@BretH: my husband and I used to hike in the Maroon Bells every summer. The views are indeed extraordinary, with the bonus of columbine blooming profusely along the way.
Wonderful story and photos. Thank you!
J R in WV
OK — so I told Wife today’s On the Road photo set was extraordinary while still on the first few photos. Then I paged down to that last photo and did an outburst of verbal emotion. How amazing. And I’ve seen Mountain Goats climbing the opposite side of the box canyon we were in, just 50 or 60 feet away, horizontally, but with several hundred feet of straight down in between.
And there was that guy, right there OMG. I’m not sure what I said but it was awesome. Like LOL only not laughing, just… awed. And that leap of faith, shouldn’t you be using a rope belay for that? Really!? You obviously all made it, so I guess how you did it was fine…
Great photos and story! The mountain goats are such a pleasure, and seeing them with their surefooted babies is a huge treat.
That’s one of the peaks we didn’t get to while still living in Colorado, but we did ride bikes to the top of Mt Evans two different times, both when it had closed for the season in the fall due to snow, but most had melted off; it’s a narrow window if you can swing it time and weather-wise. No way I’d attempt it during the period when the road is still open to cars; too narrow, too busy. The last time we saw several other bikers who had rented electric-assist bikes to get up there, but the funniest thing was how the marmots had just plain taken over everything because the tourists hadn’t been around due to Covid closures. They would barely get up from laying on the warm asphalt as you rode by, sometimes just a couple of feet away.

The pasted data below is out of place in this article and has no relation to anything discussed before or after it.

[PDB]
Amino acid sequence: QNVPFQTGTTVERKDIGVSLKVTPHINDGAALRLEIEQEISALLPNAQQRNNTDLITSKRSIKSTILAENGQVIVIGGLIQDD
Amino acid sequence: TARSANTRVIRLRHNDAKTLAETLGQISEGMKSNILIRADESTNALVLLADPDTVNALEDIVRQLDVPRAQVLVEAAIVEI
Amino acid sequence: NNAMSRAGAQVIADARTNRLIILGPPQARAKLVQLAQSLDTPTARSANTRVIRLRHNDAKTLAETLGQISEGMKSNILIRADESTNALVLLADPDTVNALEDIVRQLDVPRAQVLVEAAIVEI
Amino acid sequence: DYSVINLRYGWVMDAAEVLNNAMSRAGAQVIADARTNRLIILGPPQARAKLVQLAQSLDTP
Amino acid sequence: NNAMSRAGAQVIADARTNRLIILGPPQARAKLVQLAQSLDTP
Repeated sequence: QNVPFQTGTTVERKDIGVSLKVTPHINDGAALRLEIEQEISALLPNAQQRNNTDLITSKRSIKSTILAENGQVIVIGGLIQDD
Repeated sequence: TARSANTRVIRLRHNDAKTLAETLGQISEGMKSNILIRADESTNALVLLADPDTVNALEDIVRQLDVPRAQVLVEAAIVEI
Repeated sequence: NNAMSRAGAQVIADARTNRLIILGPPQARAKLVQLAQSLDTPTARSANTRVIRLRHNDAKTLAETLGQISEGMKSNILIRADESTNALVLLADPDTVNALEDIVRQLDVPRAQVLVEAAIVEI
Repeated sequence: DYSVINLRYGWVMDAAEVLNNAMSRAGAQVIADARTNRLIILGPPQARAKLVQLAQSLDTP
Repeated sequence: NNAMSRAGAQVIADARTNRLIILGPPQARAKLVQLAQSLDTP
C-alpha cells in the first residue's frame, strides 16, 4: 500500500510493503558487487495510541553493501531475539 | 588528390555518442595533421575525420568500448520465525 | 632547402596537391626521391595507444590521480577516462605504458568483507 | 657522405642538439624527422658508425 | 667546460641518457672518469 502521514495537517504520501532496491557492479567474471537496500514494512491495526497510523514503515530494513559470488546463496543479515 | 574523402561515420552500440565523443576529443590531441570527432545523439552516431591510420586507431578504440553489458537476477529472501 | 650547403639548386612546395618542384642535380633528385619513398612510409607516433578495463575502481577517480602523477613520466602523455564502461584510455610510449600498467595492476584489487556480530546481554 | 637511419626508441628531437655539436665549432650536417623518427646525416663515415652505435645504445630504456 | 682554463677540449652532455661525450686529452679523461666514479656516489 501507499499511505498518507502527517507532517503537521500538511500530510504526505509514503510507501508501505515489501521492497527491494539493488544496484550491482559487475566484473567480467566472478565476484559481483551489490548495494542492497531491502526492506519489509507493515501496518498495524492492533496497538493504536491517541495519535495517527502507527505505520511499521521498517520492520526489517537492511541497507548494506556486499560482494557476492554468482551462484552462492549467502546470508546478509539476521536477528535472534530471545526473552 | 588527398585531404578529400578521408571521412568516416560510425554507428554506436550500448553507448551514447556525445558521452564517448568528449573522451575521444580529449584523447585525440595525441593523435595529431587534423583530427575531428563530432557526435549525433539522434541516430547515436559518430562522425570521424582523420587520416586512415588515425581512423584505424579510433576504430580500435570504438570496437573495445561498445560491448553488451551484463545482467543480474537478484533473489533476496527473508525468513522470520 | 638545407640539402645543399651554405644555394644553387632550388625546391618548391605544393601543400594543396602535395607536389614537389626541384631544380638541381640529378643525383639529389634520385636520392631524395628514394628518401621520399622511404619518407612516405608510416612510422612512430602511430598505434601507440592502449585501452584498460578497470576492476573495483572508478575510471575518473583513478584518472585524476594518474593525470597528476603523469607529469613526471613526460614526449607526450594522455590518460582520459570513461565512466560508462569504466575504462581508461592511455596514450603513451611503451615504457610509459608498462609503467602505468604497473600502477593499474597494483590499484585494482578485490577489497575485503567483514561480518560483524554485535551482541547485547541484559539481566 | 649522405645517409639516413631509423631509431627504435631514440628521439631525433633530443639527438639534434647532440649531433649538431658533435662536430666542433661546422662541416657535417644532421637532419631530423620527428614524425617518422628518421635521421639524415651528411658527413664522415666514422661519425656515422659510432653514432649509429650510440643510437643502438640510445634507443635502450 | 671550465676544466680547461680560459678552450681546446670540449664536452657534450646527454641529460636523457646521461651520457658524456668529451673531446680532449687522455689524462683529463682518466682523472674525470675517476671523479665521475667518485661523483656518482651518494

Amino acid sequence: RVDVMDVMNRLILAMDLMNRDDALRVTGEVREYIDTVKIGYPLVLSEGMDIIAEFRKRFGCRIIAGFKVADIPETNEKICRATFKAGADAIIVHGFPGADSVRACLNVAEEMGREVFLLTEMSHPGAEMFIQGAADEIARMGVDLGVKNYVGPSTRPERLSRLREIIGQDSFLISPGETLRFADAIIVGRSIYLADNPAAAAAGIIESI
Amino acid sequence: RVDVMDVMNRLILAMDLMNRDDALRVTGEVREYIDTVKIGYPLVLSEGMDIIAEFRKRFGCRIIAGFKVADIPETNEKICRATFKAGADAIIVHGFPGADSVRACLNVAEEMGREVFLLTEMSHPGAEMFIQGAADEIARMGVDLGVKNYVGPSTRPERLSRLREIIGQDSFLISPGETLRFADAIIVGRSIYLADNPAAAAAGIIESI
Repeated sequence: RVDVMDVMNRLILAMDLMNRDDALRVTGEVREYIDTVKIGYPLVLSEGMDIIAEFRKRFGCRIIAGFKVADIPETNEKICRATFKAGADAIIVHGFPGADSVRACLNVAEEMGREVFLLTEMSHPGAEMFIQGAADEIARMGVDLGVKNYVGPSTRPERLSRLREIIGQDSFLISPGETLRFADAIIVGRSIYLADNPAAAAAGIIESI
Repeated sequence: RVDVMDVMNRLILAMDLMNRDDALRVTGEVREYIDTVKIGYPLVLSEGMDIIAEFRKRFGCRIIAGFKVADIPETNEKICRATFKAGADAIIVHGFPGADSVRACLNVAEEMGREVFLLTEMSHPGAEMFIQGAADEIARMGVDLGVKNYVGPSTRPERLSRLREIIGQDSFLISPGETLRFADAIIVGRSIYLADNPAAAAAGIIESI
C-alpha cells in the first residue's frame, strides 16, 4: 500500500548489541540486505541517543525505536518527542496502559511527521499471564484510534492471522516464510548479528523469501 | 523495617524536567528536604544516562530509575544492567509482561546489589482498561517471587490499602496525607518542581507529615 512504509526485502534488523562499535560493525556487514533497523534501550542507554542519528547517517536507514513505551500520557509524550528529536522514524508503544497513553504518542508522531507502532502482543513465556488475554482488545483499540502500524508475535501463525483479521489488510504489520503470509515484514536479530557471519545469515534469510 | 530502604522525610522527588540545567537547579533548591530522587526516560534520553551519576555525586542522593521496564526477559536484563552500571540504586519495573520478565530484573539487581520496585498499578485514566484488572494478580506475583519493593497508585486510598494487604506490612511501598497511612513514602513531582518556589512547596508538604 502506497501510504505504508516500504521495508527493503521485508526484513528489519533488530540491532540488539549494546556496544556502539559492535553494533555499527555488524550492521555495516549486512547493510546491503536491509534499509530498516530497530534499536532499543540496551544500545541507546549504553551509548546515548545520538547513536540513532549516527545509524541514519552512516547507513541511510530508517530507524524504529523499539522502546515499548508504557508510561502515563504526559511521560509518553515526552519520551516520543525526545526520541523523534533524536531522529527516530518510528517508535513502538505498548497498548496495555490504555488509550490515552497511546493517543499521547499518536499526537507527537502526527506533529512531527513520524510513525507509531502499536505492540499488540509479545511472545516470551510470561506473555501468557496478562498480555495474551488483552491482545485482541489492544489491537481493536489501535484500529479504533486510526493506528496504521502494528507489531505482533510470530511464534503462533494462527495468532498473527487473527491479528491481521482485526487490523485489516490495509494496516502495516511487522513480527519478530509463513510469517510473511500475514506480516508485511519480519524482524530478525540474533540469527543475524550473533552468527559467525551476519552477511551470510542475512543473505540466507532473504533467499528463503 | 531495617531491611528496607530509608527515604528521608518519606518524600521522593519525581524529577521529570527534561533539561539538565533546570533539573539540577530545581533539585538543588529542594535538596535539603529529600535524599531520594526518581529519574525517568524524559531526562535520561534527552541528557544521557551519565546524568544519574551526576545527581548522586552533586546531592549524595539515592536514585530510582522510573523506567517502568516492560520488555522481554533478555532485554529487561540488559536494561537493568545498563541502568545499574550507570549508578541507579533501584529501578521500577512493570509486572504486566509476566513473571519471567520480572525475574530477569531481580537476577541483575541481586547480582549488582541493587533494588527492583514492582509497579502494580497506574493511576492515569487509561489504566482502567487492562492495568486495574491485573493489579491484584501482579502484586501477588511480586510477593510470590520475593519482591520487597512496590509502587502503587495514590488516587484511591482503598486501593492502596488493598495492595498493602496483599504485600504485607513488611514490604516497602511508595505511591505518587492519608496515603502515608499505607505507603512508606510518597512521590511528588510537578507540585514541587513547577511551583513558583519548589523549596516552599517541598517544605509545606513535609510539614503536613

Stunning. And terrifying… Especially the ‘Leap of Faith’ (I lack the mountain goat gene.)
@StringOnAStick: My first couple times up Evans was on my bike as well. Doing it on a weekday the traffic wasn’t too bad. And the descent was a kick.
@J R in WV: I love the goats. So surefooted, even the babes. And the Leap of Faith was more mental than anything. The leap was like jumping across a 4 foot gap in the sidewalk, just with a substantial amount of air beneath. Both sides were flat and well swept, and there was a cliff face with abundant holds on each side to steady yourself on after the jump. Doing it the second time on the descent was much less intimidating.
Great story and pics. Sad to see the outdoor getting loved to death, it’s an issue in Oregon too. Don’t know what the answer is.
Would it be possible to bike up the day before, camp, then make the climb in the morning?
@JustRuss: Possible, but you’d need a trailer for your bike to bring up the necessary equipment. Some people get a bus ticket up the day before they climb and bring the camping gear on the bus, and get another ticket down for the afternoon following their climb. Might be easier doing it that way.